16th Jun 2021
A Malaysian judge has overturned an inquest verdict of misadventure in the death of 15-year-old Nóra Quoirin, changing it to an open ruling.
A Malaysian court has overturned the findings of an inquest into the death of the Irish teenager Nora Quoirin, stating that the coroner was wrong to conclude she died as a result of misadventure. The initial verdict returned in January had indicated Nóra’s death was accidental.
High court judge Azizul Azmi Adnan instead issued an open verdict, which does not rule out the possibility of criminal involvement. It is hoped the ruling may pave the way for further investigations into her disappearance.
He said it was “not probable” Nóra would have left her chalet alone at night, nor that she could “have navigated by herself the challenging terrain in and around the location where she was eventually found,” adding she was a “shy and retiring child who was uncurious and unadventurous, and who was strongly attached emotionally to her parents”.
It was, he said, “unlikely” she would go out on her own.
“I am of the view the verdict of misadventure ought to be vacated in the interests of justice and substituted as an open verdict,” he said.
Nóra went missing on Sunday, August 4th, 2020 after arriving at The Dusun resort near the Malaysian capital Kuala Lumpur.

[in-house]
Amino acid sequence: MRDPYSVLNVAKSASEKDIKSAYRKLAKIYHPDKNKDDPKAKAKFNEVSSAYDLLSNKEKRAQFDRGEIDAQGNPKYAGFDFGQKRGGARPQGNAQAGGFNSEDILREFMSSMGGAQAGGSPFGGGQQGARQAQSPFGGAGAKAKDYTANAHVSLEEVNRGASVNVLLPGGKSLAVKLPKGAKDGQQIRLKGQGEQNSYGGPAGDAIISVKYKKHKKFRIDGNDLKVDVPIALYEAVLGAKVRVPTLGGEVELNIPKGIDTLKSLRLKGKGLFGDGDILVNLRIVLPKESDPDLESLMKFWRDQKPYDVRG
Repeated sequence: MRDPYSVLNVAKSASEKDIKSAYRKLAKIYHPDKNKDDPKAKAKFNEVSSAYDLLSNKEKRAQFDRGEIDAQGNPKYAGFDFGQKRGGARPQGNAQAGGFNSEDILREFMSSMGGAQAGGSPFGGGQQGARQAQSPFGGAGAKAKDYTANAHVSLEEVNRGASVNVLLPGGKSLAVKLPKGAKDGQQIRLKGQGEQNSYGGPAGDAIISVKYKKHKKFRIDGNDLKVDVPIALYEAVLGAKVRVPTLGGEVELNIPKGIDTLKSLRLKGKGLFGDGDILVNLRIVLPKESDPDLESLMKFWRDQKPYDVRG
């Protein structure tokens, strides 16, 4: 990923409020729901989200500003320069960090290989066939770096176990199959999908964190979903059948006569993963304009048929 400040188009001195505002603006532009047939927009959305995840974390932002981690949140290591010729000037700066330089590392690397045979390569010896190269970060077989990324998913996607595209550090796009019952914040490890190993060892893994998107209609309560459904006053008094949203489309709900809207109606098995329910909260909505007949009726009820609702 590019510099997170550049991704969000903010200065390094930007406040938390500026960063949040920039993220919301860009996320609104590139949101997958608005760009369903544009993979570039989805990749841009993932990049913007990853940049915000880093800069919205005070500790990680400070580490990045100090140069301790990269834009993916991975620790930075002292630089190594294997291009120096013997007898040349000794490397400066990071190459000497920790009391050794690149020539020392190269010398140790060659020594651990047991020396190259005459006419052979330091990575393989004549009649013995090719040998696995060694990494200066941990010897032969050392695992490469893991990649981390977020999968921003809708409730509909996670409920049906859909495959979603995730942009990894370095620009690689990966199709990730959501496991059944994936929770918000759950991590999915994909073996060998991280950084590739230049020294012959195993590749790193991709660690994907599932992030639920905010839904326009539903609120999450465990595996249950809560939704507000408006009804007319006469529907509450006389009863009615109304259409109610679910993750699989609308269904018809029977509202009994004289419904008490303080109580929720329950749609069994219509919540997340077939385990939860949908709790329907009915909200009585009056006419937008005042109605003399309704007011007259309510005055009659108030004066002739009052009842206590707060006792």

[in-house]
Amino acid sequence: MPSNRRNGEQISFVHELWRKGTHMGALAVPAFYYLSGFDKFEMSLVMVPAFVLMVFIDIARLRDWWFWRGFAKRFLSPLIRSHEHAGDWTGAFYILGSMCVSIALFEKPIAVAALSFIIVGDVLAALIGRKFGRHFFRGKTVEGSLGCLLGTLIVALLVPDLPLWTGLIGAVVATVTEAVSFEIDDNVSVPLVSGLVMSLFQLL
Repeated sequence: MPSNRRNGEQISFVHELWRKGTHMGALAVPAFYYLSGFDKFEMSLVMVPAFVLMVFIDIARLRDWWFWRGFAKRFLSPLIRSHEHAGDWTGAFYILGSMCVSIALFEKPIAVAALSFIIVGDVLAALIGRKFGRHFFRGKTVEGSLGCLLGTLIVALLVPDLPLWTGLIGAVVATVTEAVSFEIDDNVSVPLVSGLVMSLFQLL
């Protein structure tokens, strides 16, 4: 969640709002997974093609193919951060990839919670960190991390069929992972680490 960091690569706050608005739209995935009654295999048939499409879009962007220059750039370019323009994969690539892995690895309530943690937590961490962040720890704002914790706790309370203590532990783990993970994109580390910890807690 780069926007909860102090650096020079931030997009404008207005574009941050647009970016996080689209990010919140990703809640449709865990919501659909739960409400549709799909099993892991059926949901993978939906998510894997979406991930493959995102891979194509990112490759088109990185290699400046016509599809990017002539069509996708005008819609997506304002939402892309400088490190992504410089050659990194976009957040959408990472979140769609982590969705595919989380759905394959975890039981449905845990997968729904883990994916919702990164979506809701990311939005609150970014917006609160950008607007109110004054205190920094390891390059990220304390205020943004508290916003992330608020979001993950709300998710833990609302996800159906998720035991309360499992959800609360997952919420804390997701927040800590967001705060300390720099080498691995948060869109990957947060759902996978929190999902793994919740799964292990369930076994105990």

Her disappearance sparked a massive 10-day search in the jungle. It sadly came to a tragic end on Tuesday, August 13th, 2020 when her body was discovered in a ravine beside a stream 2km from the resort.
Malaysian police had revealed that, according to an autopsy, the teenager died of internal bleeding in her intestine, which was likely caused by “hunger or extreme stress” but her parents have said all evidence doesn’t point to it being so simple, due to Nóra being born with Holoprosencephaly – a rare congenital disorder which left her struggling to walk and balance normally.
“Nora was always going to be worth fighting for”
Nora’s parents, Meabh and Sebastian Quoirin have repeatedly said they remain convinced that she was abducted and said they were relieved and emotional following the outcome.
“It’s a very big day for us, we’re very emotional,” Meabh told the BBC.
“We finally feel that someone has listened to us and recognised who Nora truly was”
“But we’re very pleased with the outcome. Nora was always going to be worth fighting for and this is the verdict we wanted. It was really the only reasonable verdict open to us in the sense that the proof that we had could only really lead to this road as a credible one as far as we were concerned.”
She added the family would be taking “some time to think about that and to consider what else we might do. But we already feel this is a huge step forward in our quest for justice.”
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